• Trail Running can include endurance and cross-country running and hiking over trails and is typical to most ultra-marathon events.
  • Decathlons are composed of ten track and field events run over a two-day period.
  • Triathlons are multiple-stage competitions that include three successive sporting events of varying distances. The most common form is swimming, biking and running.
  • An Ironman Triathlon is one of a series of long-distance triathlon races organized by the World Triathlon Corporation consisting of a 2.4-mile swim, a 112-mile bicycle ride and a marathon 26.2-mile run, raced in that order and without a break.

With all this new additions to the sport of running, it is no wonder that many of us are no longer satisfied with a fun run or just running for exercise. There is an innate drive and desire in us for more; it creates a discontent with the status quo and allows us to push beyond boundaries and exceed limitations in our pursuance of that sense of overwhelming fulfillment that can only come from the ultimate challenge. In the words of Michael Finkel, 100-mile Western States Endurance Run Ultra-marathoner,

“I was suffused with this warm sense of overwhelming fulfillment. In one day, I’d totally rejiggered how I calculated my abilities and weaknesses. I was deeply happy.”

 

The Joy of Trail Running

image

Running is a sport that’s hard to love. It could be because it requires so much of one’s energy among other emotions that there’s hardly room left for anything else. Most runners run either because they’re good at it, are very competitive, like the physical & psychological results of running or a combination of the above. Very few, I believe, will admit to loving the constant pounding of heart, feet and muscle to the insistent beat of their personal-health-aspiration-drum.

imageQuite frankly, after my teenage years and before I discovered trail running, I saw running as strictly a competitive sport and would hardly consider it something I did for fun. The trails changed all that. There among nature, I discovered my inner ying that responded to the call of the wild with a resounding yes that echoes wherever trails are found. I want to discover, explore and enjoy them all. Within those trails I am able to step outside of myself and see the beauty of God’s creation as He intended it and it’s a wonder to behold. I don’t know why I respond this way, what it is within me that unfurls at the sight, sounds and smell of nature blossoming in my midst..I just know that I do and that to be given the opportunity to experience it is a precious gift I treasure. Upon my return to the track and roads there’s really no comparison. Time stands still among the quiet chatter of birds and insects; the cackle of leaves underfoot is background music to the sighting of a unique flower or plant as the fresh air pleasantly tickles my nostrils, and my senses are thoroughly assaulted by the explosion of color as the seasons change. And If per chance I encounter one of my wild friends, it’s always with a gaze of awe as I humbly submit to their authority in this world of theirs..where I am but a guest..a world seemingly untouched, unspoiled by the passage of time and those who are fortunate to enter in.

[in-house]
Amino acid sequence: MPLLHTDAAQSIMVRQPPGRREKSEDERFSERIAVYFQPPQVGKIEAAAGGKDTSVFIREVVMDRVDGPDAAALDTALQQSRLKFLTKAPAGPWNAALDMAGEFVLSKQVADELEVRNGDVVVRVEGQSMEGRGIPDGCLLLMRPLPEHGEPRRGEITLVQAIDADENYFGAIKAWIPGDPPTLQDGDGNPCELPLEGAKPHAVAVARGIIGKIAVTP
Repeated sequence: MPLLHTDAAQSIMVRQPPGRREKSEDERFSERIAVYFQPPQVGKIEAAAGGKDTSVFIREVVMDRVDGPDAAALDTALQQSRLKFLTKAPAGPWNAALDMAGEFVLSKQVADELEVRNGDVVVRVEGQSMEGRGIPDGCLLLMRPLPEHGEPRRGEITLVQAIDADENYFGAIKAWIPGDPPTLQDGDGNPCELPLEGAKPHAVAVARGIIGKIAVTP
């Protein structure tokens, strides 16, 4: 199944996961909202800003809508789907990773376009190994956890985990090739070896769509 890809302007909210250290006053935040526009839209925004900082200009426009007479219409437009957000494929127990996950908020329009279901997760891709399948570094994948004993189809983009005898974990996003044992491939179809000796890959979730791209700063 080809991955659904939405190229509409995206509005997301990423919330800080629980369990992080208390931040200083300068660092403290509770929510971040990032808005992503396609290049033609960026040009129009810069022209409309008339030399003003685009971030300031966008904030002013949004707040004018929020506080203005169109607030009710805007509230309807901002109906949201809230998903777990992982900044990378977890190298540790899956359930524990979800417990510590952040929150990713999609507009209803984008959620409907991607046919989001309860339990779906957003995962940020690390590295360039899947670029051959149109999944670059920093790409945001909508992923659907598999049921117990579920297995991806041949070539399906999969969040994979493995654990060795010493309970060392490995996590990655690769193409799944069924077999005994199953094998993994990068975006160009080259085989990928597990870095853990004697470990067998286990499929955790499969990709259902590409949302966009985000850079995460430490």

I try to get to the trails as often as I can, which is not often enough in my mind. Thank goodness New York offers lots of opportunities to the desirous trail runner, as there are lots of parks surrounding the city that one can get lost in. Venture a little further upstate or head out to the Catskills and it’s trail heaven out there and great for hiking too. What I have not been so fortunate to find are running events that involve the trails, I guess it’s harder to organize those, but be that as it may, there are always opportunities for those so inclined; my eyes and ears are open to new trail experiences this year.

image

Enter your email address to follow this blog and receive notifications of new posts by email.

Join 535 other followers

%d bloggers like this: